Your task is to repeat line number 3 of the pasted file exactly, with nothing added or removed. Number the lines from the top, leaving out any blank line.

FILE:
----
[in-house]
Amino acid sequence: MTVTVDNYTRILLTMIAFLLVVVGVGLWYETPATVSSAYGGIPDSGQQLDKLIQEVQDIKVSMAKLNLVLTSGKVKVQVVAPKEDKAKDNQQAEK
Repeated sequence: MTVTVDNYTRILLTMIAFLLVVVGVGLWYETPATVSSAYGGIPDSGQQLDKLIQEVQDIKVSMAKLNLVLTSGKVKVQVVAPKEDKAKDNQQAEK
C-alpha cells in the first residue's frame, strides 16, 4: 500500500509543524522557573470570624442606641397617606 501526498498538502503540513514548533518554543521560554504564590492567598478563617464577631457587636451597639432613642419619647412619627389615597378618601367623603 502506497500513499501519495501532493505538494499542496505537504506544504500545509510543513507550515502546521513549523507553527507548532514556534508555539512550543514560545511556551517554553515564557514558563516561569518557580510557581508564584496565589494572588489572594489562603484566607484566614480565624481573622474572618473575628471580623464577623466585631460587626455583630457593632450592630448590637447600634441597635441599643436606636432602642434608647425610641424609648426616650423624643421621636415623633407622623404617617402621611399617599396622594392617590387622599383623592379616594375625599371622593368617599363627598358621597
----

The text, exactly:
Repeated sequence: MTVTVDNYTRILLTMIAFLLVVVGVGLWYETPATVSSAYGGIPDSGQQLDKLIQEVQDIKVSMAKLNLVLTSGKVKVQVVAPKEDKAKDNQQAEK